Russ Spiegel

If you have ever wondered why jazz musicians flock to a jam session, why they may wait sometimes an hour or more just to play on one or two songs, here’s the skinny: the Jam Session is one of the most important means of learning, developing one’s skills, and making contacts in the jazz world. It’s a place where musicians of all backgrounds and abilities meet and try out their chops in the quest to move up the ranks of established players, a chance to play with different musicians and to hang out with the cats.

It is almost always difficult coming to a session where you don’t know anybody and you yourself are unknown. Jazz musicians are a colorful but skeptical bunch with seemingly contradictory attributes  – extroverted/introverted, ambitious, sensitive, competitive and creative. Especially if no one knows you, you are under pressure to deliver the goods if you want to make an impact and establish connections. The general jam session attitude is: “Impress me. Show me you know what this is all about. Let me see you are familiar with the vocabulary and can express it.” A certain level of technical mastery of the instrument helps, but you’ve got to know the form and you better play in time.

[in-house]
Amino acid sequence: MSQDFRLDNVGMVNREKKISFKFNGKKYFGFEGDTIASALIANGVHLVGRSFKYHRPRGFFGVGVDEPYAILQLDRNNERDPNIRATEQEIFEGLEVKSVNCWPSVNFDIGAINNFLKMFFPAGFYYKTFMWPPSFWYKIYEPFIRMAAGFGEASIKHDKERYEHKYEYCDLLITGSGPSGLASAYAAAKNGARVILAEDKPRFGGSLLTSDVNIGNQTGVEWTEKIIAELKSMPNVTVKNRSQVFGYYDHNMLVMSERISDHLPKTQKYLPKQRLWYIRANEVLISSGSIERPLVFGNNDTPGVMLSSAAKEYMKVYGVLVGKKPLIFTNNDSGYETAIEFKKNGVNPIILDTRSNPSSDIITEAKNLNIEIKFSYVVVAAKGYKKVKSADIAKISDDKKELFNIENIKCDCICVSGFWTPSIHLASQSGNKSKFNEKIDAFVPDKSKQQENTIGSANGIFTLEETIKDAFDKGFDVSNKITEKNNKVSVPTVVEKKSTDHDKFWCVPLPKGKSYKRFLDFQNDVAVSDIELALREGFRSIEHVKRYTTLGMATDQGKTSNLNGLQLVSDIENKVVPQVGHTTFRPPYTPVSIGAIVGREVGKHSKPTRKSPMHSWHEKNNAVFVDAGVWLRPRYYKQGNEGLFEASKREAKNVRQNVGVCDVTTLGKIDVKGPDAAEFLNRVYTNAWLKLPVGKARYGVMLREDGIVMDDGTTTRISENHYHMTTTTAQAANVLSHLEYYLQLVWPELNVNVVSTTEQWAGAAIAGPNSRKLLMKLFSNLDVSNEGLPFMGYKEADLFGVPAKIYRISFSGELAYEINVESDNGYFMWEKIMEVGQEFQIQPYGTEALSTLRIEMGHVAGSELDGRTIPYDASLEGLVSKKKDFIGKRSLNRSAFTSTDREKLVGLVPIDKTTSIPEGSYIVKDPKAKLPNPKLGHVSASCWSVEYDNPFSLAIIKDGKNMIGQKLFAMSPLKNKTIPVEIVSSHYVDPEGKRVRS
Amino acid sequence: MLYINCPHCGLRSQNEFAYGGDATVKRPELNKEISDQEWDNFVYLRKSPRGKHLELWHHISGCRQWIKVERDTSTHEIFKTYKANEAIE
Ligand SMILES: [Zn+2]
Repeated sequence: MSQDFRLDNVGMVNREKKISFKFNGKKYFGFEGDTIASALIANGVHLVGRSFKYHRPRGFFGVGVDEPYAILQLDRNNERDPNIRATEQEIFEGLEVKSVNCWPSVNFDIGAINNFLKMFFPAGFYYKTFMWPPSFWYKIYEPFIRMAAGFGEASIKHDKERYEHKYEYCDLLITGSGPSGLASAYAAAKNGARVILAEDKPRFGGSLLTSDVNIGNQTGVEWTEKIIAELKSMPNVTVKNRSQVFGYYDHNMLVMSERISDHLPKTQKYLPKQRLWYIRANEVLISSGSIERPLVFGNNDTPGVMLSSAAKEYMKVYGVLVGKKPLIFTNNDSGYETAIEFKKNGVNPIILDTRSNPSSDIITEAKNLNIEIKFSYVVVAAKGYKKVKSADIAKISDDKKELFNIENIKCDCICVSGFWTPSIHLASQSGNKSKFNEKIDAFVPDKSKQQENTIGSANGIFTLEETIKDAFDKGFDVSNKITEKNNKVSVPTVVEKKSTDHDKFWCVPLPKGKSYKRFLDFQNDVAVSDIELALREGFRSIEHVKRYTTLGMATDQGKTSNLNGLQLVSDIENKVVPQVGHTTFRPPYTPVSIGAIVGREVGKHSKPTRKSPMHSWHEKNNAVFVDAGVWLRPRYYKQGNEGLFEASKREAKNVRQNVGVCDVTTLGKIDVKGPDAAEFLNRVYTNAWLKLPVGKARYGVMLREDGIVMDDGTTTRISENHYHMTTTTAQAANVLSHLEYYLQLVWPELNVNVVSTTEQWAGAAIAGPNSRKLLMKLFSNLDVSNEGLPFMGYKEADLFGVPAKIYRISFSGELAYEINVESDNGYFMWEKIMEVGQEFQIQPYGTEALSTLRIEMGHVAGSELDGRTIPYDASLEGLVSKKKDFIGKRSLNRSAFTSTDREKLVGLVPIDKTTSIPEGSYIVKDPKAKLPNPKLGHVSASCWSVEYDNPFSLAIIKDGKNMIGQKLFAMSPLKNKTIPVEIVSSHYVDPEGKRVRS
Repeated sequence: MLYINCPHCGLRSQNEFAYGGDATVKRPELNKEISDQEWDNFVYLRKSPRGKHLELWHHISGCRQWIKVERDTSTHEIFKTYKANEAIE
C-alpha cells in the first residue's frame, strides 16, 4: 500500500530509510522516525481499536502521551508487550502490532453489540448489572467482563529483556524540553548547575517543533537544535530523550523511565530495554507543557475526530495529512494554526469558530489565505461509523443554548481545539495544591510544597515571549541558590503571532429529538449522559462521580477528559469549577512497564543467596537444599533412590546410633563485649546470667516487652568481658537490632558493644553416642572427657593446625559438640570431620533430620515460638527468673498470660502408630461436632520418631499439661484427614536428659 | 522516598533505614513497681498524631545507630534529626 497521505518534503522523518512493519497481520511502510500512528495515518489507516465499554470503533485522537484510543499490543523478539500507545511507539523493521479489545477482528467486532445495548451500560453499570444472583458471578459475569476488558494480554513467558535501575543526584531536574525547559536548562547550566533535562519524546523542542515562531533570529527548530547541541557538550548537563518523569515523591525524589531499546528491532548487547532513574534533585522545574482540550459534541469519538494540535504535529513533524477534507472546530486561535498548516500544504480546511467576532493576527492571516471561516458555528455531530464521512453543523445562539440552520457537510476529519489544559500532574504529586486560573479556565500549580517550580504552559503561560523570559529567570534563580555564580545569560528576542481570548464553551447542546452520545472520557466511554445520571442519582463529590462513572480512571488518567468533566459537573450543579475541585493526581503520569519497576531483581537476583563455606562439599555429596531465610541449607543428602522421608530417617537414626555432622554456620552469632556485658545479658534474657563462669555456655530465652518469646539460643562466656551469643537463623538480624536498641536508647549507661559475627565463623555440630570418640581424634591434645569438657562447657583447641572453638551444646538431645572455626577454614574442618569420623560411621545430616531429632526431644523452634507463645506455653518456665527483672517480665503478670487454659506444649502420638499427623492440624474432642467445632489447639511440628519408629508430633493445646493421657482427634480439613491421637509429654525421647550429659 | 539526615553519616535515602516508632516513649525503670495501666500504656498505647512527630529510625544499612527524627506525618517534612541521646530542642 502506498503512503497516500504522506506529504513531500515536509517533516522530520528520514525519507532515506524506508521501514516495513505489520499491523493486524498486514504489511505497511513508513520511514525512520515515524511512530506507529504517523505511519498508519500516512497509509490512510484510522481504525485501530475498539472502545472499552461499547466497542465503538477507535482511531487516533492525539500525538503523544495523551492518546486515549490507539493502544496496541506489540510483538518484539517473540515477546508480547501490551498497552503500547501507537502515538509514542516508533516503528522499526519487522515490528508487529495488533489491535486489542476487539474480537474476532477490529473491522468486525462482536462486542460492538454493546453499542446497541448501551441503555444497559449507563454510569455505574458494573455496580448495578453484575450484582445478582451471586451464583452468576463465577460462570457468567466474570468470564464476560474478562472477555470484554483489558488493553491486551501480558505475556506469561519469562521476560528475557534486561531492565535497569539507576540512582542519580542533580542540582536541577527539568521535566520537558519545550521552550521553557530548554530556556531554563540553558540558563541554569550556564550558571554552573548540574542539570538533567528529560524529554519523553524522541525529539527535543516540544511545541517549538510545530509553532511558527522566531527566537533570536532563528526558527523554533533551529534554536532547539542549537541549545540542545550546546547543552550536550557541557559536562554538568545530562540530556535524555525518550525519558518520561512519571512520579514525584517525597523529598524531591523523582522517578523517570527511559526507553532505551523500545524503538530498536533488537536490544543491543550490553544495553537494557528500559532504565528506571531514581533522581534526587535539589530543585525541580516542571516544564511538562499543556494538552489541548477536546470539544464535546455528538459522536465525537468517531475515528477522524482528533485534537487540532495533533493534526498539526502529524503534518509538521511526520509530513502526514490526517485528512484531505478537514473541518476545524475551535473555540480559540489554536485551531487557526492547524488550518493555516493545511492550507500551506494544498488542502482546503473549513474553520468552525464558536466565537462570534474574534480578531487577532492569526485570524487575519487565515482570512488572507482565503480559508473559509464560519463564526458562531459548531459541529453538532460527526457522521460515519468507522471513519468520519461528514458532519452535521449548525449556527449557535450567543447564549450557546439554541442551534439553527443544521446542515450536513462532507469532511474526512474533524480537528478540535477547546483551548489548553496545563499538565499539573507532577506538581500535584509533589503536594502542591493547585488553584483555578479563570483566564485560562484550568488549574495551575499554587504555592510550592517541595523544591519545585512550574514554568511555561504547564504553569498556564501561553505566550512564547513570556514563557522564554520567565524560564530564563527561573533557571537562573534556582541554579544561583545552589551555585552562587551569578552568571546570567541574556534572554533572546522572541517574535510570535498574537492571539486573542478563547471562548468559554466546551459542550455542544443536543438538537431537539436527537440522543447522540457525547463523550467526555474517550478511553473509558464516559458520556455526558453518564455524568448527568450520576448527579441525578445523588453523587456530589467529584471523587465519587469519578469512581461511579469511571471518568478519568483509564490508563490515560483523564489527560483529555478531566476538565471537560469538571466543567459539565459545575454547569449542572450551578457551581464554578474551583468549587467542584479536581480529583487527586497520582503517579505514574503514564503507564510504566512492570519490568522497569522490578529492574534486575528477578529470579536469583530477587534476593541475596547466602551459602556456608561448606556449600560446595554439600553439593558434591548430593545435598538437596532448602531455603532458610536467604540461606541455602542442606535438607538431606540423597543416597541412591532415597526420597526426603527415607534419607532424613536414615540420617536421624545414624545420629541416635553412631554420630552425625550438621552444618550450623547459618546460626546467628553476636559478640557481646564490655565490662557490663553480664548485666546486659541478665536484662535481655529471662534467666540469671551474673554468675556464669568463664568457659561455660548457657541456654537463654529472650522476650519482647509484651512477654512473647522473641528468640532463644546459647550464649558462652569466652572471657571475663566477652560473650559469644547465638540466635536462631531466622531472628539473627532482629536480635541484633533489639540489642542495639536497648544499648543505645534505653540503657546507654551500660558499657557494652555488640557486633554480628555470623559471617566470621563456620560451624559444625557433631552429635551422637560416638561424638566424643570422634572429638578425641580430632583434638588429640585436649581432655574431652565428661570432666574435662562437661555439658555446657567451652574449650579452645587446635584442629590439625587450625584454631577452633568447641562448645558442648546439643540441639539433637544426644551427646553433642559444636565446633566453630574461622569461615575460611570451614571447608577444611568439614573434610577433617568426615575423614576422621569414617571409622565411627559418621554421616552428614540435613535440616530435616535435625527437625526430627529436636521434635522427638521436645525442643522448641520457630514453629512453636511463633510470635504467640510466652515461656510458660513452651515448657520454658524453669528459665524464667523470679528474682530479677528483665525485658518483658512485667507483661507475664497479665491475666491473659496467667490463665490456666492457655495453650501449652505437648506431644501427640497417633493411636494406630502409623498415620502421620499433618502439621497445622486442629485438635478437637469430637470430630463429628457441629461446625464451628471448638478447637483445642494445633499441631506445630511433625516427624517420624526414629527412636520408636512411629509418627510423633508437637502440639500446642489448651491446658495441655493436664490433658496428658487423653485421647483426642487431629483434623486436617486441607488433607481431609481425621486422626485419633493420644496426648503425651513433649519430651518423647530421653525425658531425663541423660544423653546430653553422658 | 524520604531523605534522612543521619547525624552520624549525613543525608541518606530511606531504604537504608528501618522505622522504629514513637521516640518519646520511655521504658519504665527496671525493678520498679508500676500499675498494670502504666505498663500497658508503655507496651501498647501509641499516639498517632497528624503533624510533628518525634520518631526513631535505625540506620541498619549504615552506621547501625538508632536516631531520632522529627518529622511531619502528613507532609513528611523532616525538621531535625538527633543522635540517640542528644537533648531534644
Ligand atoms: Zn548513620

Being that the jam session is such an open podium for all comers, not everyone is up to the task, however. Those who can’t cut it are the bane of any musical get-together: the musician new to jazz, who doesn’t know the music; the amateur who doesn’t have the chops; and the poseur, who acts as if he is God’s gift to music but can’t play a lick. Here’s one story….